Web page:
MSFT Stock: Is Microsoft Corporation a Good Income Play?
Don’t Underestimate Microsoft Stock’s Dividend Potential
In today’s stock market, income investors typically have to choose between two sets of stocks: those with a decent yield today but not much growth potential, and growth stocks that forgo their current dividends. But there might be a stock that captures the best of both worlds: Microsoft Corporation (NASDAQ:MSFT).
Right now, Microsoft stock is far from being the hottest name in the technology sector. But, in the past 12 months, it still climbed a solid 14%. And that’s on top of the four quarterly dividend payments collected by MSFT stock investors during this period.
Going forward, I believe Microsoft stock still has what it takes to be a solid income play.
MSFT Stock Is Backed By a Rock-Solid Business
For income investors, few things are better than a steadily growing stream of dividends. But, for a company to be able to provide that, it needs a solid business. And that’s exactly what Microsoft has.
The company is in the tech sector, which might not be the usual shopping ground for income investors. But, over the years, Microsoft has built something that is critical to generating recurring income: a huge ecosystem of users.
Many consider Microsoft to be a vendor of software services, which would be correct. However, I consider it to be the owner of a huge ecosystem. That ecosystem has given it tremendous monetizing opportunities.
You see, the success of Microsoft’s “Windows” operating system is perhaps the best example of a first-mover advantage. When personal computers (PCs) became a possibility, Bill Gates knew that manufacturers really need computer programs to sell to users.
Microsoft created the “MS DOS” operating system for International Business Machines Corp. (NYSE:IBM) in 1980. Five years later, Microsoft unveiled the first retail version of Windows, “Windows 1.0.” And the rest is history.
Although Microsoft’s first-mover advantage in the desktop operating system business was captured in the 1980s, it has continued to benefit the company till this day. The idea is that, since most programs are written for Windows, users are more likely to choose it over other operating systems. The more users that Windows gets, the more incentive that developers will have to write programs for it.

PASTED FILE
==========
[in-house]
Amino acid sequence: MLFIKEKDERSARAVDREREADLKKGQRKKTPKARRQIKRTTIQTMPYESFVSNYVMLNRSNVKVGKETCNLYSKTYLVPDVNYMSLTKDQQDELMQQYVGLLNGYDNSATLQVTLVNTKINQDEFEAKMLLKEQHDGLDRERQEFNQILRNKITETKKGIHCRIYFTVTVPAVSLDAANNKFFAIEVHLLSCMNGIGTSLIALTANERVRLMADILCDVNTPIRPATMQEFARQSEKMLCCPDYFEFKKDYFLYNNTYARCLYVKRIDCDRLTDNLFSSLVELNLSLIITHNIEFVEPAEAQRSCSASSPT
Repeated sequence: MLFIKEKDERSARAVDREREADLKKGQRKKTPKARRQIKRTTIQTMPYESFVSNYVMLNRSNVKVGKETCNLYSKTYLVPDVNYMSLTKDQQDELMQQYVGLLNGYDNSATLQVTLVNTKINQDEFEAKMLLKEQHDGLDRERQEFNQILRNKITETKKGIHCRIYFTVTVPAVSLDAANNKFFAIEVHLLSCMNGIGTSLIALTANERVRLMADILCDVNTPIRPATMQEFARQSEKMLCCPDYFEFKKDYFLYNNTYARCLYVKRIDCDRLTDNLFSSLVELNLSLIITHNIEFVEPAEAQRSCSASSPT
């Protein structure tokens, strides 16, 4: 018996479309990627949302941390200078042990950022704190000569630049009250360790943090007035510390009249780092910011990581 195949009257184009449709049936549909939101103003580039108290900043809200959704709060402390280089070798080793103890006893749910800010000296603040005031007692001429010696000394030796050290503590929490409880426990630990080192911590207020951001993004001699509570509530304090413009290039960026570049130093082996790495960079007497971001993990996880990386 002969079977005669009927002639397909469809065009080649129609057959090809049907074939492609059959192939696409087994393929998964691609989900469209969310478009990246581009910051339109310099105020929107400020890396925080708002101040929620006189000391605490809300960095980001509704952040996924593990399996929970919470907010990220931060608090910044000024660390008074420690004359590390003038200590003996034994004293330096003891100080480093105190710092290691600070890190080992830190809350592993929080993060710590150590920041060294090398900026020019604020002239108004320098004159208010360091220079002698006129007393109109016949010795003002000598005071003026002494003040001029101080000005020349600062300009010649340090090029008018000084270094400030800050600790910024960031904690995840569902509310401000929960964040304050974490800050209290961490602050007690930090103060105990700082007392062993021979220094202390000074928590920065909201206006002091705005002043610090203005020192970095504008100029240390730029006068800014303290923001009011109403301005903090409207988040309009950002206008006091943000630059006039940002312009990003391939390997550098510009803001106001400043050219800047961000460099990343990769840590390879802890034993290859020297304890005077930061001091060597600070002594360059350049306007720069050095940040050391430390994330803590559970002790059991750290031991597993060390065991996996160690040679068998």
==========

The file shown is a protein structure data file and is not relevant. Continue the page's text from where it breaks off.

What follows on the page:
That positive cycle has been running for decades. Right now, Microsoft’s other products—including “Windows XP,” “Windows 7,” “Windows 8,” and “Windows 10″—occupy a whopping 88.7% of the desktop operating system market. (Source: “Desktop Operating System Market Share,” NetMarketShare, last accessed January 4, 2017.)
Today, Microsoft offers a wide range of services. For instance, its “Office” suite of productivity software is in use at four out of five Fortune 500 companies. Microsoft is also one of the biggest providers of cloud services, with revenue from “Microsoft Azure” having more than doubled year-over-year in the most recent quarter. (Source: “Earnings Release FY17 Q1,” Microsoft Corporation, October 20, 2016.)
MSFT Stock Is Returning Value to Investors
Software and services might not sound as substantial as hardware devices, but Microsoft’s business is solid. A lot of the company’s software and services revenue could be recurring, and it doesn’t have to follow the same product update cycle as hardware devices.
And even though Microsoft has to reinvest for the future—like what every other tech company has to do—it can still generously reward MSFT stock investors.
Microsoft started paying dividends in 2003. Since then, its quarterly payout has only been increasing. From its first quarterly dividend of $0.08 per share to today’s $0.39 per share, MSFT stock’s quarterly dividend has been growing at a compound annual growth rate of over 14%.
At today’s price, Microsoft stock has an annual dividend yield of 2.5%.
Here’s the bottom line: it’s not easy to predict the stock market’s next move but, as long as Microsoft’s ecosystem keeps running, the company should have no problem continuing to rewarding income investors.